I am going to write this hypothetically…to see what you guys think. I honestly need a bit of advice about this topic. I am very protective of my time, privileged information, and being subjected to gossip/nonsense when dealing with my education.
With that said, here are the issues and my questions of these “hypothetical” situations:
Issue and Question 1:
Imagine if you are a client, and your paralegal teaches pre-law students in the area of legal research and writing. It would be safe to say that such paralegal with a good legal education (completion of law school) should and would disclose whether or not they have been granted a release to use a case for teaching purposes.
My question is:
Without the disclosure to you, as a student, would you assume that the client has signed such a release, and should that release be provided with coursework in writing? How do you approach the hypothetical breach of the privilege of the instructor’s client?
Issue and Question 2:
Imagine that you are a student in a law-oriented writing class, and the professor discloses some information that you feel is protected under the attorney-client privilege. The clues given in class lead you to knowing what to search for to find the person they are talking about, and you find that person.
My question is:
Would you speak to the professor about your issue with divulging privileged information, or would you go to the person that oversees the law program? If you have a better relationship with the program director, does this change your answer?
Issue and Question 3:
Imagine that you have to sit in a classroom for nearly 4 hours listening to lecture. (Time is precious in this long of a class.)You would expect the professor to lecture and give supportive material to the reading in this time period. You would also expect that you would learn something in that 4 hours. Instead, you are given class materials in printed form, which are then read to you by the professor…with no learning methods applied to those materials.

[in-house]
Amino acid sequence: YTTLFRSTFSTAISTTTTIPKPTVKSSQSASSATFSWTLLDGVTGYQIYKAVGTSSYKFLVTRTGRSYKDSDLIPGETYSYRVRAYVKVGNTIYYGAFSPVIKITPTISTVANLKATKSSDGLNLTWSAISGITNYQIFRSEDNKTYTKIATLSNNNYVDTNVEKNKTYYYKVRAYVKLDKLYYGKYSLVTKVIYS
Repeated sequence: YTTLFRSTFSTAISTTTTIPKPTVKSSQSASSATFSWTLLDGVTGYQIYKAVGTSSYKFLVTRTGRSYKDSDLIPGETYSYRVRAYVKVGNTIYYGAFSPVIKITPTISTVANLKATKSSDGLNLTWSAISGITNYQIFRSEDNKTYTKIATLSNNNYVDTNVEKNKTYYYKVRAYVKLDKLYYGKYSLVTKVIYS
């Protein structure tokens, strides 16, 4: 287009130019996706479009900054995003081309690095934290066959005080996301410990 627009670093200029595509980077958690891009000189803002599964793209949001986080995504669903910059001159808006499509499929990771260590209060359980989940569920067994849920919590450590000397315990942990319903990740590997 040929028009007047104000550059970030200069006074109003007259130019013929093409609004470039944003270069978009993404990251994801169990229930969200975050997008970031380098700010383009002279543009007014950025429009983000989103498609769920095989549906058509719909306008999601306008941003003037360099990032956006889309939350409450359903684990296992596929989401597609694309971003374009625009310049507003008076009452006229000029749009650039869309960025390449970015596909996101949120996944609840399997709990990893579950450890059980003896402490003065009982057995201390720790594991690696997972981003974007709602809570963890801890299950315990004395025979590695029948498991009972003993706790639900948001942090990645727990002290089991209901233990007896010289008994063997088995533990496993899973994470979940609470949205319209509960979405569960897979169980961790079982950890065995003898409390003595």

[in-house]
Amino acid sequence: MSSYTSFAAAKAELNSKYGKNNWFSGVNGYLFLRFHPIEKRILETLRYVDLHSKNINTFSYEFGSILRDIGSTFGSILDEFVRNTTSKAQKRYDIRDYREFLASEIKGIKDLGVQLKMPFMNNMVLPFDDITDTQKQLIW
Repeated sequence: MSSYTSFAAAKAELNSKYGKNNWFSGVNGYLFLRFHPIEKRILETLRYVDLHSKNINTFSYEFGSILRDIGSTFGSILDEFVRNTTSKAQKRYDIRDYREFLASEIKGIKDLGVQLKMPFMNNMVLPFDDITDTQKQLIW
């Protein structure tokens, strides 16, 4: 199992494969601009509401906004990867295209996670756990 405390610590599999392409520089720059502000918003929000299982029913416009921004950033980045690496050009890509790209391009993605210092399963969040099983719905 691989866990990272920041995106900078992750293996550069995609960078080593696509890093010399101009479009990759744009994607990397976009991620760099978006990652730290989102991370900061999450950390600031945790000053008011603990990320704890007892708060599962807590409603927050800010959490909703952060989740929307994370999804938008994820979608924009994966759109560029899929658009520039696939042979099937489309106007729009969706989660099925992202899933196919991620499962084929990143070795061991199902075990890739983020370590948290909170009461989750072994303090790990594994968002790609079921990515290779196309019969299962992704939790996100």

No lecture…just a person reading to you in front of the class.
Imagine then after being read to for nearly an hour and a half of class time that you get told to take a 20 minute break. After the break is over, you go back to class expecting to begin the next part of the lecture, except you sit there for another 20 minutes while the instructor gossips, shows their Facebook and Instagram to talk about their cats, and takes forever to get back to lecture.
After realizing that there is only an hour of class left after all of this nonsense, the instructor rushes through over 100 slides…reading every single one to the class without any additional lecture.
My question is:
What would you do? Would you feel like your time is being wasted?
I will be eager to see what you would do in these hypotheticals…it’s a moral and ethical dilemma for a very eager pre-law student that needs our help 🧐 That may or may not be me.
(*disclaimer*: any information provided in this post may or may not be real facts)
One thought on “A Hypothetical Dilemma of Ethics”
Amy, to me the most severe cause for concern is the second one. Here I think it is important to apprise the professor that you feel there may have been a breach. As for the first one, I think it is fair to assume that a release has been obtained, but it never hurts to ask. As for the latter one, it is more a sense of bad teaching than ethics. I am also surprised people came back after the break. I would have likely left and read it on my own. Keith